Corporate fat cats are taking money out of investors pockets and indirectly out of pension funds.  However, CalPERS pension plan is generous relative to wages and what people put in and it is unsustainable.  You work 40 years and you continue with 100% of your salary.  That is nuts.

$36,000 is 240% of minimum wage.  I have no idea why you picked that figure, but the bottom line on the pension is that compared to what people put into it, they are getting a windfall out at taxpayer's expense.  Pensions were supposed to be paid for by the people receiving them and this clearly isn't the case.

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#10) On November 21, 2010 at 11:16 PM, tomlongrpv (71.15) wrote:

Sorry dwot but you have no idea what you are talking about as to CalPERS.  And no, no one is "getting more out of it than what they paid into it."  The contributions are what funds the pensions and, despite investment losses, they are solvent and indeed recovering.  There has been no taxpaer bailout of CalPERS.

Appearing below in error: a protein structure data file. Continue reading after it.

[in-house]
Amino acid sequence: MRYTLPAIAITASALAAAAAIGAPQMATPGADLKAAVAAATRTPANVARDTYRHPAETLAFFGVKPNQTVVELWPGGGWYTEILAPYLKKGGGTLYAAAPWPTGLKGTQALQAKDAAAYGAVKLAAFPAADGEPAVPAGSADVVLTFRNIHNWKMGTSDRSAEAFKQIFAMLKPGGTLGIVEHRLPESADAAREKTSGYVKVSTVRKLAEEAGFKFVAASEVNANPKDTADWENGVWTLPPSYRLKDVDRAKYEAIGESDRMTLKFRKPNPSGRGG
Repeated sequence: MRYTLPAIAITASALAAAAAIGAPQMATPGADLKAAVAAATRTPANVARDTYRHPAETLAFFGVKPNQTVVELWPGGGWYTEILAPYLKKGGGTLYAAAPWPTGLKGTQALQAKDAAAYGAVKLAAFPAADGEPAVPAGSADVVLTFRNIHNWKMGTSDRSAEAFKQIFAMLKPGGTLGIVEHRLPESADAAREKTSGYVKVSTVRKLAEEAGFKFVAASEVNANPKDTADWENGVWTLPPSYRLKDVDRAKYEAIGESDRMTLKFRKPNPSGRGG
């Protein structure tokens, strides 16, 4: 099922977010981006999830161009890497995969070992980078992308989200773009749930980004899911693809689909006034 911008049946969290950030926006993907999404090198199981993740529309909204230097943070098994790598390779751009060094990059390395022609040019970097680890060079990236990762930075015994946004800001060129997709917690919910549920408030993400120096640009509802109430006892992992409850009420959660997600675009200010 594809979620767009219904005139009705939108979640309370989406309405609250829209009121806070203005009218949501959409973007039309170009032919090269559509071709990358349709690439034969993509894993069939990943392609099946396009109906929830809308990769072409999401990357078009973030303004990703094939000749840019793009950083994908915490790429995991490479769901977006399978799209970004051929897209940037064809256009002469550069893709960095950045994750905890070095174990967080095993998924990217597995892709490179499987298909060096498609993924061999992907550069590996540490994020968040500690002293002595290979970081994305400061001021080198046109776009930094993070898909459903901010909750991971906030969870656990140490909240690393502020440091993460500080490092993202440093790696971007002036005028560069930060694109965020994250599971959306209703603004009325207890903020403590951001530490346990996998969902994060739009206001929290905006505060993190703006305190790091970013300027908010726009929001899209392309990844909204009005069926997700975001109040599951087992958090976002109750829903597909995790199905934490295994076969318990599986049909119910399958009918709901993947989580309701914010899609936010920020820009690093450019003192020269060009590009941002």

$3,000 a month is not an uncommon social security benefit.  And CalPERS requires lower contributions as a percent of payroll than social security.  $3,000 a month in my city in coastal California is also the income level at which one qualifies as "low income" to get waivers of fees--essentially it is a poverty level income.  Our cost of living here in California is a bit higher such that we don't think of 240% of miniumum wage as wealthy.  Please remember we pay more taxes to the federal government than we get back in benefits (no deficit here) in order to support everyone else so we need both higher incomes and higher pensions.